I’m currently working on a dark fantasy FITD with a strong emphasis on spellcasting and magic. As a result each of the character Playbooks has ended up with tons of special abilities, all of which can be levelled up to an increased Tier.
I don’t want to lose the ‘crew as character’ aspect of BITD, but I’m wondering whether it would be overkill for the crew to also have tons of special abilities. Maybe having ‘perks’ for each crew type and then focusing on access to equipment, transport and/or lair upgrades would be better.
Interested to know what anyone else has done in their FITD projects.
In Wicked Ones, the PCs are united by their lair. It has a theme, which serves also as the closest thing to Crew Sheet, which grants a perk or a resource and several special rooms you can add to your lair in addition to basic ones, each offering a protection in a case of invason, management benefit or special resource.
The authors offer a free verison on DriveThruRPG, if you wish to dig deeper (Wicked Ones also has a spellcasting system).
Would you like to share more details on the story and the mechanics and narrative of the spellcasting system?
Sorry for the delayed reply and thanks for this - the whole thing is a real work in progress right now so any ideas are useful. The setting is a world where the boundary between the mortal world and Faerie is thin. All of the PCs are of Fae ancestry and have capabilities beyond what normal humans can do, although they may not realise they are doing magic or have particularly strong powers. I want to give players the option of using loads of spells, only a few that they specialise in or none based on their preferred play style.
Mechanically, they spend the equivalent of stress equal to the Tier of the ability or spell (each ability has three Tiers and can be upgraded like Actions in the base game) and roll the Action associated with the ability to see how successful they are in achieving the desired effect.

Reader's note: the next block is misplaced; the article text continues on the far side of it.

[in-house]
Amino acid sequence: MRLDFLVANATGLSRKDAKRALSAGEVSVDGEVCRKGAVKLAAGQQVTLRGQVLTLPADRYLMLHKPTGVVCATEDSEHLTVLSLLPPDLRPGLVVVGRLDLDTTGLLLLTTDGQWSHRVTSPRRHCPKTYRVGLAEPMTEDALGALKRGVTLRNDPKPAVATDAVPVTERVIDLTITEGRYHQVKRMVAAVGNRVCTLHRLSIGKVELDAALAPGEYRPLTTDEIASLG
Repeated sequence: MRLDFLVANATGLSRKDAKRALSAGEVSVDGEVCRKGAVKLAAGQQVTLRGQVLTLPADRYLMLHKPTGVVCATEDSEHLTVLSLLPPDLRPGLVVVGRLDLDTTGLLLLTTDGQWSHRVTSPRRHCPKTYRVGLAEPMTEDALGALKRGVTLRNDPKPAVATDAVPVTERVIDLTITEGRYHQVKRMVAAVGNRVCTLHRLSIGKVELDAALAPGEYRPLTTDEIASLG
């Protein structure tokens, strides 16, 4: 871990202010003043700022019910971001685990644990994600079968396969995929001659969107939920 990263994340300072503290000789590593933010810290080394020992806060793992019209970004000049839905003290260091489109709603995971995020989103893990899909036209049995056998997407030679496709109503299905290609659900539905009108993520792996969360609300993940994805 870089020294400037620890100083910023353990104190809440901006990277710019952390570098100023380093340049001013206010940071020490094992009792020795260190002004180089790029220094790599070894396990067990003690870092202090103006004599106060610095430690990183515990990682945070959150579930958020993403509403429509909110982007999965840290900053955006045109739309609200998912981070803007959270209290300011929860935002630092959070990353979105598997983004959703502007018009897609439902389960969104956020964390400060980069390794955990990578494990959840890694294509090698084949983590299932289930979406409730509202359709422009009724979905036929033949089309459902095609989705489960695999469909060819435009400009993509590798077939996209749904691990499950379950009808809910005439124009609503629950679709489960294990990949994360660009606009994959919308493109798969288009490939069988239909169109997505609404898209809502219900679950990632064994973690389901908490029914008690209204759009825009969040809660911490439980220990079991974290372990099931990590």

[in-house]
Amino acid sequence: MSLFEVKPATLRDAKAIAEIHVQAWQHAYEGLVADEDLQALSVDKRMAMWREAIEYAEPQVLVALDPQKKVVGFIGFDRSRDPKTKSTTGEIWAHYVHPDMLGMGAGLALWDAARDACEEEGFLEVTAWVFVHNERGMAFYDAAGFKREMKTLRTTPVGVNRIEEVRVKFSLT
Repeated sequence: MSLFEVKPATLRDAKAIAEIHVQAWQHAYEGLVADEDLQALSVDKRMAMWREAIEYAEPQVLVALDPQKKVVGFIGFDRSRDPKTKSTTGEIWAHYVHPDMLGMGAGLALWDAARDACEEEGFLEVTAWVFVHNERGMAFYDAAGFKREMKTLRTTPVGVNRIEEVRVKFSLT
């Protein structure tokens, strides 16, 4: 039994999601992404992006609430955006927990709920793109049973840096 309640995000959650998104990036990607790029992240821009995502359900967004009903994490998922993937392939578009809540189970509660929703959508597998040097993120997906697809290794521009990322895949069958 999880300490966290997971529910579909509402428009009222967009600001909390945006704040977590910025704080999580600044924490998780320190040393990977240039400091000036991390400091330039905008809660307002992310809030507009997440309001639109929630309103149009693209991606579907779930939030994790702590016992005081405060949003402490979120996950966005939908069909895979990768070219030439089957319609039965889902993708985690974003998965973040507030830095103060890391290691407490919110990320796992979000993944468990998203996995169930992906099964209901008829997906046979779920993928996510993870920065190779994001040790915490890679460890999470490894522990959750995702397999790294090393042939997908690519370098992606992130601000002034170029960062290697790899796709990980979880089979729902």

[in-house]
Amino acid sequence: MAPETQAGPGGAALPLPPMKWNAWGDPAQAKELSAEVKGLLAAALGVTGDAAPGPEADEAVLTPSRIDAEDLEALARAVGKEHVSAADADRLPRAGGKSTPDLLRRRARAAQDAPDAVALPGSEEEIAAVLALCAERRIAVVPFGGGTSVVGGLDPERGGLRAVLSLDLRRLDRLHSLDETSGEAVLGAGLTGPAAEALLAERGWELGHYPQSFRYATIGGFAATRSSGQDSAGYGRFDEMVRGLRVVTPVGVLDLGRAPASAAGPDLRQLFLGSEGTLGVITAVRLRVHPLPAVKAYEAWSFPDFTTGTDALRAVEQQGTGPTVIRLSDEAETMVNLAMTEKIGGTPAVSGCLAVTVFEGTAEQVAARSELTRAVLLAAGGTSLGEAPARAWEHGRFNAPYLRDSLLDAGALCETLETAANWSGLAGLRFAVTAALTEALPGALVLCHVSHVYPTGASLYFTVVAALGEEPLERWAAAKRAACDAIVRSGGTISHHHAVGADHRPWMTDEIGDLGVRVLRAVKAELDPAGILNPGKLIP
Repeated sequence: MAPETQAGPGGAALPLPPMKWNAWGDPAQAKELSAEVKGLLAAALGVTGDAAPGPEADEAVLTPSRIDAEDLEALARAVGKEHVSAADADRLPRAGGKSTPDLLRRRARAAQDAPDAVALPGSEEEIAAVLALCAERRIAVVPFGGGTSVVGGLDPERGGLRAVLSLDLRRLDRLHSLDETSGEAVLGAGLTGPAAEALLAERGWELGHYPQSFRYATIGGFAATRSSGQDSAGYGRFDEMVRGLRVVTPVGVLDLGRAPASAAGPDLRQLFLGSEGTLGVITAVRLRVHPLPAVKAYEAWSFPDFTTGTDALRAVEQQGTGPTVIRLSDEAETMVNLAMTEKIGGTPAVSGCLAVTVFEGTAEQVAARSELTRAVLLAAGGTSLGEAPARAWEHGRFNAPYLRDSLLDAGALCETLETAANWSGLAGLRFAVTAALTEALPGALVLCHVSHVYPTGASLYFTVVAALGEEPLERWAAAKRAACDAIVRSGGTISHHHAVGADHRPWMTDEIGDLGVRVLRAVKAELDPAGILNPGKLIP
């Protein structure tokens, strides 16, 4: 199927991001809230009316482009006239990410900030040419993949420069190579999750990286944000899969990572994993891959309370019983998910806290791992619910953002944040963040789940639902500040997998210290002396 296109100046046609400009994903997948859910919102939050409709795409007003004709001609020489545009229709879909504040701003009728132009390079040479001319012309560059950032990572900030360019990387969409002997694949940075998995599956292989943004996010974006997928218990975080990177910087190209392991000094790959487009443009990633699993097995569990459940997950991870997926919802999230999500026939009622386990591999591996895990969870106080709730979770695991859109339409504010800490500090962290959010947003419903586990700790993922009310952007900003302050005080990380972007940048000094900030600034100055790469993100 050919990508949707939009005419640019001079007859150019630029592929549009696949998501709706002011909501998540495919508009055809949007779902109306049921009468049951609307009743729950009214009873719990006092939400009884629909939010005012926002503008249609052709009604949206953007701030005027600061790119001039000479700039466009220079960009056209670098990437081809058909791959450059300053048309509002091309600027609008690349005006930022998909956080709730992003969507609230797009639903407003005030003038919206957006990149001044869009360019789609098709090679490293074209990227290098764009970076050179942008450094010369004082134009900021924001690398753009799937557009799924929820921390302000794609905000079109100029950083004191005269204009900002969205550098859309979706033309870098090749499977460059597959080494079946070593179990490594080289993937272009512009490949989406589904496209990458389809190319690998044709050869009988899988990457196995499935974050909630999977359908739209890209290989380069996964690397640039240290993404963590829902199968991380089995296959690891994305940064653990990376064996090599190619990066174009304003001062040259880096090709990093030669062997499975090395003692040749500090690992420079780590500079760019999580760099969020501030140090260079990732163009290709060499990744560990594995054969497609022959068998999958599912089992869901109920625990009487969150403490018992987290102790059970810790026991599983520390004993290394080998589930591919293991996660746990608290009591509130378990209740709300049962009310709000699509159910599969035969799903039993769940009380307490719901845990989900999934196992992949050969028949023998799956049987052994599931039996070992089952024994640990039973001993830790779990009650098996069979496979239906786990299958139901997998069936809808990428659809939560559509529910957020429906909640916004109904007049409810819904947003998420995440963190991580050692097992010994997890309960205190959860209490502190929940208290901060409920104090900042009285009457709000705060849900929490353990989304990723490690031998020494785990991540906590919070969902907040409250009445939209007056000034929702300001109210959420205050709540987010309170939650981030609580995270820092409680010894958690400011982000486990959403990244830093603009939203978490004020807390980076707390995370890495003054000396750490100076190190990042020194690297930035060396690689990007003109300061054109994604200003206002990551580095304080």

They’re adventuring across a perilous kingdom where various different factions are trying to claim the throne or pursue their own goals, so they don’t spend all their time in one place as in BITD. I’m toying with the idea of having some sort of base they return to or a mobile ‘camp’ where they keep their crew upgrades.
ICON by Abbadon has a mobile camp mechanic and is currently playtested (you can download it on https://massif-press.itch.io/icon). As Lancer, the mech TTRPG which Abbadon is a co-creator of, it uses tactical combat while everything else is story-driven. I don’t recall how the camp mechanic works (I read the playtest in its early stages) but it might be tied to recovering from combats.
Sounds really cool.
I would go with crew perks rather than additional crew special powers if the PCs are already powerful. I did that with my own FITD game, Blades of Gothica, where PCs have supernatural/ magical abilities; crew upgrades only give them perks. Have you worked out yet what crew types you want to have? What I did is that every crew type is specialized in certain kinds of scores/ missions where they can take advantage of those perks.
I would also go with a mobile camp mechanic if your game is not solely set in one place/ city, but a kingdom; crew upgrades could also result in better defences etc. for that camp. Try out different mechanics. An upgrade could be a guide or a map that allows the crew to camp in well-hidden and safe places; or upgrades could allow them to garner support from local peasants who have their back or supply them or trade with them; or wagons that can be arranged into a wagon fort; or wagons, animals that allow for faster travel or to ford rivers and so on.
I found adding Crew anything was overkill for Deathwish. You just build characters.
The one thing I do use a sort of “Crew” sheet for is tracking progression. As you advance your Crew, it gains more action dice and Special Abilities, and that is how many you get for your character. Very useful if characters are frequently dying/retiring, or people are rotating in and out of your campaign.
Thanks all, this is super helpful! Where I am at with crew types is that they are more ‘shared goals’ that the PCs have. For example, they may be trying to protect the ordinary people affected by conflicts between nobles or looking to unearth magical artefacts and secrets. On that basis I gave each crew type a starting perk which is informed by that goal and then there were generic upgrades to do with camp security and so forth which all types had access to. I am now erring towards keeping things simpler and ‘levelling up’ the existing perks, maybe adding a few new ones.